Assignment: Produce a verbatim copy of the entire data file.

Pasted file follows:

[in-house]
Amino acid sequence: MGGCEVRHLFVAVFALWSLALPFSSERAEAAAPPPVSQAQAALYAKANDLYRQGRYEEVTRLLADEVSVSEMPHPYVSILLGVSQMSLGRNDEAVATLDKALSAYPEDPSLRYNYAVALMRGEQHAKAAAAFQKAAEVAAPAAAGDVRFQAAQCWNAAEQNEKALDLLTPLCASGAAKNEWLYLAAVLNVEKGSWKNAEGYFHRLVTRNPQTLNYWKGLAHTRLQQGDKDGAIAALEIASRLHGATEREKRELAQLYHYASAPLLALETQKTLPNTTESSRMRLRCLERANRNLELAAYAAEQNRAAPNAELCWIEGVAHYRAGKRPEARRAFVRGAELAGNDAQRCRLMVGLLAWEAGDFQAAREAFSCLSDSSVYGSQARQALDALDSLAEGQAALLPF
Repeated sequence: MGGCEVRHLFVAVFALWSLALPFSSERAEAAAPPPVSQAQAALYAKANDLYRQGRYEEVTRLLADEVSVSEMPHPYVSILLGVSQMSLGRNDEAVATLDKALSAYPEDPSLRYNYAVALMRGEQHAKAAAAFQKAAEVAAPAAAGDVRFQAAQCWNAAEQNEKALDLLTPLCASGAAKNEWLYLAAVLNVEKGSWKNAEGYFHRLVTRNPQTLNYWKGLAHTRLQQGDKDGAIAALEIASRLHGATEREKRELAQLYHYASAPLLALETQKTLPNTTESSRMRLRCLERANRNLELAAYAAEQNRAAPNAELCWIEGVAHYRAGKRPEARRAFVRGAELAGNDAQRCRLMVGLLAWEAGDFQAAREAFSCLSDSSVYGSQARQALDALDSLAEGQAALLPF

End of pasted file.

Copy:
[in-house]
Amino acid sequence: MGGCEVRHLFVAVFALWSLALPFSSERAEAAAPPPVSQAQAALYAKANDLYRQGRYEEVTRLLADEVSVSEMPHPYVSILLGVSQMSLGRNDEAVATLDKALSAYPEDPSLRYNYAVALMRGEQHAKAAAAFQKAAEVAAPAAAGDVRFQAAQCWNAAEQNEKALDLLTPLCASGAAKNEWLYLAAVLNVEKGSWKNAEGYFHRLVTRNPQTLNYWKGLAHTRLQQGDKDGAIAALEIASRLHGATEREKRELAQLYHYASAPLLALETQKTLPNTTESSRMRLRCLERANRNLELAAYAAEQNRAAPNAELCWIEGVAHYRAGKRPEARRAFVRGAELAGNDAQRCRLMVGLLAWEAGDFQAAREAFSCLSDSSVYGSQARQALDALDSLAEGQAALLPF
Repeated sequence: MGGCEVRHLFVAVFALWSLALPFSSERAEAAAPPPVSQAQAALYAKANDLYRQGRYEEVTRLLADEVSVSEMPHPYVSILLGVSQMSLGRNDEAVATLDKALSAYPEDPSLRYNYAVALMRGEQHAKAAAAFQKAAEVAAPAAAGDVRFQAAQCWNAAEQNEKALDLLTPLCASGAAKNEWLYLAAVLNVEKGSWKNAEGYFHRLVTRNPQTLNYWKGLAHTRLQQGDKDGAIAALEIASRLHGATEREKRELAQLYHYASAPLLALETQKTLPNTTESSRMRLRCLERANRNLELAAYAAEQNRAAPNAELCWIEGVAHYRAGKRPEARRAFVRGAELAGNDAQRCRLMVGLLAWEAGDFQAAREAFSCLSDSSVYGSQARQALDALDSLAEGQAALLPF